December 16, 2011

How to Prove Damages in Trade Secret Infringement Disputes

Bangkok Post, Corporate Counsellor Column

Calculating damages is difficult in any type of litigation, but attempting to assess the damages in cases involving trade secrets can be far more complex than in cases relating to other forms of intellectual property rights.

For plaintiffs, recovery of damages is a key factor in trade secrets litigation. Like other forms of intellectual property litigation, the plaintiff’s lost profits form a central component of any damages award. But unlike trademark or patent litigation, Thailand’s Trade Secrets Act empowers the court to move beyond lost profits and award other types of damages as well.

Causes of Action

Protection for trade secrets is usually provided in the form of non-disclosure of trade information, which must be kept confidential by the owner through the use of appropriate means. Trade secrets are only valuable as long as they remain a secret.

Any act of disclosure, deprivation, or usage of a trade secret without the consent of the owner in a manner contrary to fair commercial practice constitutes an infringement of trade secret rights, provided that the infringer knows or should have known that his or her action is contrary to fair commercial practice.

The causes of action which are available in trade secret cases include: (1) breach of an employment agreement by an employee; (2) misappropriation of trade secrets and confidential information; and (3) tortious interference with business relations with the ex-employee and/or between the former employer and its customers or suppliers.

Calculating Lost Profits

Where a cause of action exists, the plaintiff will likely seek damages that are sufficient to compensate for the economic and financial loss caused by the defendant’s infringement.

In trade secrets litigation cases where both the plaintiff and the defendant have already developed and sold the products, a historical baseline for profitability can be been established. If such actual damages can be proved, then the lost profits may be recoverable.

Lost profits are typically calculated as net profits (i.e. gross revenue minus overheads and expenses). Most courts prefer to use the plaintiff’s lost profits, or the defendant’s profit gains, as the preferred measure for assessing damages.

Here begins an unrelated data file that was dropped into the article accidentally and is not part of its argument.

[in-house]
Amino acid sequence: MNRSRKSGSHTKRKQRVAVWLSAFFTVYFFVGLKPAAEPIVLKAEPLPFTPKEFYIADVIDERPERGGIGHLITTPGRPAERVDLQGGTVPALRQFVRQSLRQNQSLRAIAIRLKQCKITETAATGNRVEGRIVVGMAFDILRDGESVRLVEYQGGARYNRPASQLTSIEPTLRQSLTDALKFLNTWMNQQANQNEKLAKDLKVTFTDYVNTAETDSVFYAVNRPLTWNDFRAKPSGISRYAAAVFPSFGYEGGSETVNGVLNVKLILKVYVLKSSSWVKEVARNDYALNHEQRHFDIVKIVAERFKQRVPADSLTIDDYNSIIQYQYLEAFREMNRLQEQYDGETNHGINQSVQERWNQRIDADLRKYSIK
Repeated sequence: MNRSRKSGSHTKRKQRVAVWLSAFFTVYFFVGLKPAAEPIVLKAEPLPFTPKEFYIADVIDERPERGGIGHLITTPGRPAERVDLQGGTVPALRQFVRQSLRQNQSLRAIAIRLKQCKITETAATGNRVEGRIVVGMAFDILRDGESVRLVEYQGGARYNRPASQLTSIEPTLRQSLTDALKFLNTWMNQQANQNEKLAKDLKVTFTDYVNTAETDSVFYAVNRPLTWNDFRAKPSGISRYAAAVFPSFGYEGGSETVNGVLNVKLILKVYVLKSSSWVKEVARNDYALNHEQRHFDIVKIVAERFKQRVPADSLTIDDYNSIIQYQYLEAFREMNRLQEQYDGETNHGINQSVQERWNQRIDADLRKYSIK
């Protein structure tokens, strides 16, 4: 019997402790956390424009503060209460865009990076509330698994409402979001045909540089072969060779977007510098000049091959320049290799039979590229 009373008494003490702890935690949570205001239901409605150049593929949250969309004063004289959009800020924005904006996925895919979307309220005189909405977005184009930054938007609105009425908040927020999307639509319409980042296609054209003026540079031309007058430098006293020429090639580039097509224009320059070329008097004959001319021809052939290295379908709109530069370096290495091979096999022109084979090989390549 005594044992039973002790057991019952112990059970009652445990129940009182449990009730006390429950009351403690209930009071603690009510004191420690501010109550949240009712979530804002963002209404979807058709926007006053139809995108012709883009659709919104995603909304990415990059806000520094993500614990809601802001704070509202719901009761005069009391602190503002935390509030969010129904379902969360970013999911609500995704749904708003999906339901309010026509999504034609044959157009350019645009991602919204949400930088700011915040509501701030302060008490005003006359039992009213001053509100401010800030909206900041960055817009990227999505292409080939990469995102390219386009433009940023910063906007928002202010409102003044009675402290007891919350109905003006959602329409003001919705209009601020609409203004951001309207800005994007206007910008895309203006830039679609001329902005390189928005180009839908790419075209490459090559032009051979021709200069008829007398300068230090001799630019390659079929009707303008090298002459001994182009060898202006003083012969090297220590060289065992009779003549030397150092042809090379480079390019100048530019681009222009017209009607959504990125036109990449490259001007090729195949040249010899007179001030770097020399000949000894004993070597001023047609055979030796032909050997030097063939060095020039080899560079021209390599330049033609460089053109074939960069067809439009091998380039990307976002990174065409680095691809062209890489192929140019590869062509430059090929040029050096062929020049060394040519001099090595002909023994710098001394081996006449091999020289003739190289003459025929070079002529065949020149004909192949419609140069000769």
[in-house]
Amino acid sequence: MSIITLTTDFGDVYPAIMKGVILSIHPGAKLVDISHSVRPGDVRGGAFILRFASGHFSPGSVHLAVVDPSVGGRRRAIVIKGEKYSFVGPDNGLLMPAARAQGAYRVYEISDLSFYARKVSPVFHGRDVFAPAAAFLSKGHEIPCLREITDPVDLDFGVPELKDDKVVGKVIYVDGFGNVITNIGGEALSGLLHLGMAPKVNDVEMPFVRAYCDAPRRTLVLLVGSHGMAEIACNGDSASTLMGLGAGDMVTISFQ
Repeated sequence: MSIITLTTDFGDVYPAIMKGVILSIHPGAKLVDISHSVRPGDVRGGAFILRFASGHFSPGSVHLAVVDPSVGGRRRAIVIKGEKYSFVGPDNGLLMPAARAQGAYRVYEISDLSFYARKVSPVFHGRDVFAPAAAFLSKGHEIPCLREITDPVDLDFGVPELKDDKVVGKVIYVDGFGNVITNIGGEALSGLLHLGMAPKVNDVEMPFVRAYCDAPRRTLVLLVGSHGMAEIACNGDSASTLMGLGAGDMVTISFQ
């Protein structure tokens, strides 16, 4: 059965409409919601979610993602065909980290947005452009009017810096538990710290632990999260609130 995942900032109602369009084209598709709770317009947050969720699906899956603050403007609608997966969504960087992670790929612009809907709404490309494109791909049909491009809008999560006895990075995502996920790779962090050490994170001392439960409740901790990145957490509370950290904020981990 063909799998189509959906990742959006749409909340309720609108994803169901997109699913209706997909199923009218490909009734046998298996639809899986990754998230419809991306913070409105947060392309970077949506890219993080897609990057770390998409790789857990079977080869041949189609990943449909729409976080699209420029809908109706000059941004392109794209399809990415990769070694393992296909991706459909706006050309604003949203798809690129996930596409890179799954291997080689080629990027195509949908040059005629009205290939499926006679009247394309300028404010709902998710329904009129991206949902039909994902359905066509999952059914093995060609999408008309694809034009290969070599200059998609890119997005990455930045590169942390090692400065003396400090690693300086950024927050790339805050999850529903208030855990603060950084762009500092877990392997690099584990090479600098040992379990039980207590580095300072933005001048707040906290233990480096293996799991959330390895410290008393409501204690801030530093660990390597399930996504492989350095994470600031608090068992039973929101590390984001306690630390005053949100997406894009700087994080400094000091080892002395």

However, if neither the plaintiff nor the defendant has any sales history on which to base such a calculation, most courts would find the measure of lost profits to be too speculative for the purpose of recovering damages.

The court calculates the lost profits which are attributable to the plaintiff through a range of methods, which vary from relatively straightforward to extremely complex. The court will consider the following factors:

  • The nature of the misappropriated trade secret
  • Research and development costs
  • Competition between the businesses of the plaintiff and the defendant
  • The size of the markets and other factors which are difficult to quantify

Therefore, during the trial, the plaintiff should show the court that the plaintiff has invested significantly, over the course of many years, in technology, time, money, intellectual property, security measures, and so forth, in relation to the trade secrets. The plaintiff may present evidence to prove these factors to the court, so that the court can use the information to determine the amount of damages to award.

The Thai Trade Secrets Act does not specify the amount of expenses that can be claimed in relation to the enforcement of rights, in the same manner as the Thai Patent Act. A plaintiff can claim its lawyers’ fees and travel expenses in the lost-profit calculations, but it is important to bear in mind that there is no precedent judgment in relation to such claims.

Additional Damages

Beyond just recovery of lost profits, the Thai Trade Secrets Act empowers the court to apply several additional measures for calculating damages:

  1. In addition to the damages for the actual damage suffered, the court may include in the damages for the plaintiff profits accrued from, or connected with, the infringement by the infringer.
  2. If the court is unable to measure the damages under (1), it may order that an amount of damages be paid to the controller of the trade secrets.
  3. Where there is clear evidence that the infringement of trade secrets has been conducted wilfully or maliciously, the court is empowered to order the infringer to pay punitive damages, in addition to the amount of damages granted under (1) or (2). However, the punitive damages are limited to no more than double the damages payable under (1) or (2).

These additional forms of damages provide new avenues for trade secret owners to seek redress when their valuable information has been misappropriated. Thai legal practitioners will be closely monitoring the practical application of these damages awards as more trade secrets disputes are heard by Thailand’s Intellectual Property and International Trade Court.

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